What Is Peripheral Neuropathy?
Peripheral neuropathy refers to a problem with the peripheral nerves. These nerves send messages from the central nervous system, the brain and the spinal cord to the rest of the body. The peripheral nerves tell the body when, for example, the hands are cold. It can lead to tingling, prickling, numbness, and muscle weakness in various parts of the body. Peripheral neuropathy can affect a range of different nerves, so it can impact a variety of locations in different ways. It can affect a single nerve, or several nerves at the same time. It is also associated with a number of different underlying medical conditions. Sometimes there is no identifiable cause. It affects some 20 million people in the United States (U.S.). Here are some key points about peripheral neuropathy. More detail is in the main article. Neuropathy is a common complication of a number of different medical conditions. It can involve the autonomic nerves, the motor nerves, and the sensory nerves. Sometimes it affects a single nerve or nerve set, for example, in Bell's Palsy, which affects a facial nerve. Physical trauma, repetitive injury, infection, metabolic problems, and exposure to toxins and some drugs are all possible causes. Treatment Treatment either targets the underlying cause, or it aims to provide symptomatic pain relief and prevent further damage. In the case of diabetic neuropathy, addressing high blood sugars can prevent further nerve damage. For toxic causes, removing the exposure to a suspected toxin, or stopping a drug, can halt further nerve damage. Medications can relieve pain and reduce burning, numbness, and tingling. Drug treatment for neuropathic pain Medications that may help include: Opioid painkillers come with warnings about safety risks. Doctors can also prescribe skin patch Continue reading >>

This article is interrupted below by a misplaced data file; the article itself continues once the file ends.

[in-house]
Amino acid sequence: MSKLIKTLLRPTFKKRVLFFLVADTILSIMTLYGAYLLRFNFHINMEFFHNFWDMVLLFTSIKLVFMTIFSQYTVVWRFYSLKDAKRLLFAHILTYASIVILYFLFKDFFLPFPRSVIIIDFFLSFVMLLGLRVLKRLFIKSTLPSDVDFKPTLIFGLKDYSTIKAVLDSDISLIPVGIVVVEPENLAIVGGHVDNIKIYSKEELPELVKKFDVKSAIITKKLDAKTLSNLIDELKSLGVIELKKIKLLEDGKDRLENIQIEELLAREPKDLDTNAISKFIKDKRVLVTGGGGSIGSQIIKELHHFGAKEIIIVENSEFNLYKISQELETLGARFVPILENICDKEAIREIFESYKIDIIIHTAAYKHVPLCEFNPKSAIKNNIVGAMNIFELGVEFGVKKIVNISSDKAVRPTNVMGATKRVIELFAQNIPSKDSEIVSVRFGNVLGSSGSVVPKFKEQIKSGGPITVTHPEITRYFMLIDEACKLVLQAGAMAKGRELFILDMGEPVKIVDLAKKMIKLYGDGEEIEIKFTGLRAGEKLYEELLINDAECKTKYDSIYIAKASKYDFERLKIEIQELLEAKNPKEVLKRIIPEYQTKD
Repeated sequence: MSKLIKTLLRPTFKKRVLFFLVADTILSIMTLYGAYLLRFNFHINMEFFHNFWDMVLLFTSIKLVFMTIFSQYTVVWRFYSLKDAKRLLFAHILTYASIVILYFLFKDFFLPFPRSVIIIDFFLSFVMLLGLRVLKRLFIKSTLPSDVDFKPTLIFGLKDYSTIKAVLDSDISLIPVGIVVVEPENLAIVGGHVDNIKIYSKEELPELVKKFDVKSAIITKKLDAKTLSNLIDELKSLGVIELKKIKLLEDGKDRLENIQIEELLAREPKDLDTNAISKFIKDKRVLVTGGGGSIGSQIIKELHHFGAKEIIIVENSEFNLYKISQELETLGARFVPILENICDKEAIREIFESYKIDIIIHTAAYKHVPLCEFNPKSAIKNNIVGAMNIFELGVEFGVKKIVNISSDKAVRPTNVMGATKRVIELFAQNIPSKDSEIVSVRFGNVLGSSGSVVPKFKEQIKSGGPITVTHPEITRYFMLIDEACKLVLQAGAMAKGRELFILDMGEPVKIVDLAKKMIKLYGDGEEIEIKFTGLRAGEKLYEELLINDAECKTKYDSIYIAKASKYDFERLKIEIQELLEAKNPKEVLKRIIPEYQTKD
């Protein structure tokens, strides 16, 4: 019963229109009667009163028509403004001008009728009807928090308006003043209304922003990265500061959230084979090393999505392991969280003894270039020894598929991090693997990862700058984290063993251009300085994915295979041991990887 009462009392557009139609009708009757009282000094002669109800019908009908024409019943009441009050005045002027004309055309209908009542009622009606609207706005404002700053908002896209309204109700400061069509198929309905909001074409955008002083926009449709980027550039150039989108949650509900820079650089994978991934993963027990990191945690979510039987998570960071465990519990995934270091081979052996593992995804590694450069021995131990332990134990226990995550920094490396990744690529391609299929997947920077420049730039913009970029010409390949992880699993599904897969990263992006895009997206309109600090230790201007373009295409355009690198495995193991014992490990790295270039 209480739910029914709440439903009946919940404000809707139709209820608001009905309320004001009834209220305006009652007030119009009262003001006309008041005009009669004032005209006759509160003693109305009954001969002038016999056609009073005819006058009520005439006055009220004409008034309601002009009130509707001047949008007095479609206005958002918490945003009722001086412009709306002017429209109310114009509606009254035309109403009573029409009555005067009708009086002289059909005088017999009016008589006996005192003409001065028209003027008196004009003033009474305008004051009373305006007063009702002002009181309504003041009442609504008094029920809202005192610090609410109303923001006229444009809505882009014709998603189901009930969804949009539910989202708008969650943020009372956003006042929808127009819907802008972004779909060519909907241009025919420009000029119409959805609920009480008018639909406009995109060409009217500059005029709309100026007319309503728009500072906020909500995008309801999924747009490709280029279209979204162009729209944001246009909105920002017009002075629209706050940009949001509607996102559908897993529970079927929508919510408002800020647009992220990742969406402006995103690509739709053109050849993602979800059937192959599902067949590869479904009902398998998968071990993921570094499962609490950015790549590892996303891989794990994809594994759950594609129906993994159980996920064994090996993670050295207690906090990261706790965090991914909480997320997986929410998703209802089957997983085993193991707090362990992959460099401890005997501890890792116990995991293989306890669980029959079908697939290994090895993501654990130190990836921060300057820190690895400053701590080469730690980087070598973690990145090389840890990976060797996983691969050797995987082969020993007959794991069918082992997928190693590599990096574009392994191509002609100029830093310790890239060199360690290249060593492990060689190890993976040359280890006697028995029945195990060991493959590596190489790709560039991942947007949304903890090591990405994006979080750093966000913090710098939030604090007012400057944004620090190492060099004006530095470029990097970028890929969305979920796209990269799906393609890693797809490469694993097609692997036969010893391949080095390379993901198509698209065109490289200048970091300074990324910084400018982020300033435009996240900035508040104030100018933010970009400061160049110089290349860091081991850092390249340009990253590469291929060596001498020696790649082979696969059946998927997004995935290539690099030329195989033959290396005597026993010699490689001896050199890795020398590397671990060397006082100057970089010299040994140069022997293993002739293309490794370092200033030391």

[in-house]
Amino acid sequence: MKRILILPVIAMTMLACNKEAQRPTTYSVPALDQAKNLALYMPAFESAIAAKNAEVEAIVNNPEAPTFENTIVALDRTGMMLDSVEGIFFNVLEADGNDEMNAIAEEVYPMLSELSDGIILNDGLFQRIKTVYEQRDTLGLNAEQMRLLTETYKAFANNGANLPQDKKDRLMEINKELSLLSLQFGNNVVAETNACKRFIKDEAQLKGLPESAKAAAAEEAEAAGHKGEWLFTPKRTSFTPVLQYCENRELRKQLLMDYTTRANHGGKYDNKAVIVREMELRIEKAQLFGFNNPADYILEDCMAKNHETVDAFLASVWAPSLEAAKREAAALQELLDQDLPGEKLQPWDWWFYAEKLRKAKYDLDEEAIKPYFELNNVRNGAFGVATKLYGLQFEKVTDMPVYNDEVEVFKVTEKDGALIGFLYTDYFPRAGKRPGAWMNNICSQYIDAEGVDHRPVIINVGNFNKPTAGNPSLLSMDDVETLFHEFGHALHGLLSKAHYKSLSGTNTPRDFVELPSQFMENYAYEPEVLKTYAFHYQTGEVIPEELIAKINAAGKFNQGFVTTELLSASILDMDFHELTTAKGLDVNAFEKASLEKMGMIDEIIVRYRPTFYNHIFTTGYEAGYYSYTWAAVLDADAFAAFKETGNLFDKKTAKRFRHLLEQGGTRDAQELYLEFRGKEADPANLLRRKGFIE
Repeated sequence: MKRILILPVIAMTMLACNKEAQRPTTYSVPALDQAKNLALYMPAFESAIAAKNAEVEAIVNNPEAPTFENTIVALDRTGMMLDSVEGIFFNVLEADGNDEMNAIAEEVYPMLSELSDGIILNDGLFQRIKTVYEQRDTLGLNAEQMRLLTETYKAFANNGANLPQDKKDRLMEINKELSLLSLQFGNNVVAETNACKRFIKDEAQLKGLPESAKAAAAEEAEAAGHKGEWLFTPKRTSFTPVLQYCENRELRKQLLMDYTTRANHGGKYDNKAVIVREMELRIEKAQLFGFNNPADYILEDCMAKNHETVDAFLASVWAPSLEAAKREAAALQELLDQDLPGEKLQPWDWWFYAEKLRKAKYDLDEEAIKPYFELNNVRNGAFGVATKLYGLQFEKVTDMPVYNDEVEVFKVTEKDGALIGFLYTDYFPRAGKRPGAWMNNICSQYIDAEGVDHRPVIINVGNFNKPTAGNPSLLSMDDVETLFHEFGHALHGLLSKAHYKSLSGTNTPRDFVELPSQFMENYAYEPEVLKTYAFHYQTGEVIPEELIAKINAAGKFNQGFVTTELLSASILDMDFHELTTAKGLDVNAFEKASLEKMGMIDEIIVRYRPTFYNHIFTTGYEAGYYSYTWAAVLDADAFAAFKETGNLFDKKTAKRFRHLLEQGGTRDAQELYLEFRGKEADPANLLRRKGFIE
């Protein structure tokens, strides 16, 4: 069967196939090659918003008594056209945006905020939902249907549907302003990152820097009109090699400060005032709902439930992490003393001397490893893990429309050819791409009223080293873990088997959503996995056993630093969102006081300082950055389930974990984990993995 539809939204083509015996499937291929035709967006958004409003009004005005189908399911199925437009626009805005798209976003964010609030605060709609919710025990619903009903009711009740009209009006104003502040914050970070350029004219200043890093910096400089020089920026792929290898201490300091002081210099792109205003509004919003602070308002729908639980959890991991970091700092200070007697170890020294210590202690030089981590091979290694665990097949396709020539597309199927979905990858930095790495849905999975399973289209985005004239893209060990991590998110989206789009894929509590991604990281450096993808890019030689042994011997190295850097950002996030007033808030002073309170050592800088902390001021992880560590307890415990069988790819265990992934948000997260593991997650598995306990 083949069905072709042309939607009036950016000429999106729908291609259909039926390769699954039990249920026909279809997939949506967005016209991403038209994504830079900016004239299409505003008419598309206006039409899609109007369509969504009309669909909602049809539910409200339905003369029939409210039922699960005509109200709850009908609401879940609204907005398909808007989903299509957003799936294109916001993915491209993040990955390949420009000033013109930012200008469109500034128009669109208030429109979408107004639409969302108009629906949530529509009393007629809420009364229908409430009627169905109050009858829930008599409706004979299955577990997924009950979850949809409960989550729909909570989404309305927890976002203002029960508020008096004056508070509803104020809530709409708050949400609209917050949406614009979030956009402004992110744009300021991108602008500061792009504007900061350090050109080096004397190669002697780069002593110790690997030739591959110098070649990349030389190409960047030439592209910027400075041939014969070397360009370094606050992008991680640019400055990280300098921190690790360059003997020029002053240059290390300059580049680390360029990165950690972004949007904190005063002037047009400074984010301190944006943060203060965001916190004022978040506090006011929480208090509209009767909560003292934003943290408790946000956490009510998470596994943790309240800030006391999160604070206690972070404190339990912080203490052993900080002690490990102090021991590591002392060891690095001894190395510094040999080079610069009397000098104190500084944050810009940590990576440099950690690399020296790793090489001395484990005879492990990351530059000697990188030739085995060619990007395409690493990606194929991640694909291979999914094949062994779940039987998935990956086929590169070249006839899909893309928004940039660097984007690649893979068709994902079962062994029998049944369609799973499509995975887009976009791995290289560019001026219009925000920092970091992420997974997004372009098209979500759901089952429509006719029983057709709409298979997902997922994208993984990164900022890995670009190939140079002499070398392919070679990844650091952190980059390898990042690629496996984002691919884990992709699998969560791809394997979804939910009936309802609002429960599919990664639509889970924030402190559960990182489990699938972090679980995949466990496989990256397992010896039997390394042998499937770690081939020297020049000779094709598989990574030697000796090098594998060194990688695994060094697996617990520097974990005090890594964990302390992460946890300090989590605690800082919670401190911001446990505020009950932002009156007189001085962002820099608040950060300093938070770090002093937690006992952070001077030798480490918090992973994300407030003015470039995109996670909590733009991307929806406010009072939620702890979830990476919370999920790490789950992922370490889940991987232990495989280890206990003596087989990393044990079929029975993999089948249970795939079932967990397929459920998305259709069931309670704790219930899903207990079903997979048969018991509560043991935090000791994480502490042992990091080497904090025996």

Dr. Wiley is Professor, Internal Medicine and Director, Michigan Clinical Research Unit, and Dr. Towns is Research Assistant Professor, Department of Internal Medicine, Division of Gastroenterology, University of Michigan Medical School, Ann Arbor, MI. Diabetes, formally known as diabetes mellitus, affects 171 million people worldwide, according to the World Health Organization. Type I diabetes usually starts in childhood or early adulthood, while the onset of type 2 diabetes is typically much later, often in middle-age. Diabetes affects many of the body’s systems and functions, not the least of which may be the nervous system. When the nervous system is affected, diabetic neuropathy can result. This occurs when too much sugar (hyperglycemia) circulates in the blood stream over a long period of time. Some people with neuropathy may not have any symptoms at all, while others will experience pain, tingling, or numbness in their hands, arms, feet, or legs. Many patients will first notice numbness, tingling, or pain in the feet. These symptoms are usually mild in the beginning but may worsen over the years, and then actually decrease in later years, as the nerve damage gets worse. It is thought that 60-70% of people with diabetes will develop some form of neuropathy over their lifetimes. While it is still somewhat unclear, diabetic neuropathy tends to occur after about five years of high blood sugar, and it usually peaks after about 25 years. Some people with neuropathy may not have any symptoms at all, while others will experience pain, tingling, or numbness in their hands, arms, feet, or legs. Diabetic neuropathy can also affect different organ systems, including the cardiovascular, genital-urinary, digestive, and vision. Though the origin of type 1 and type 2 diabetes Continue reading >>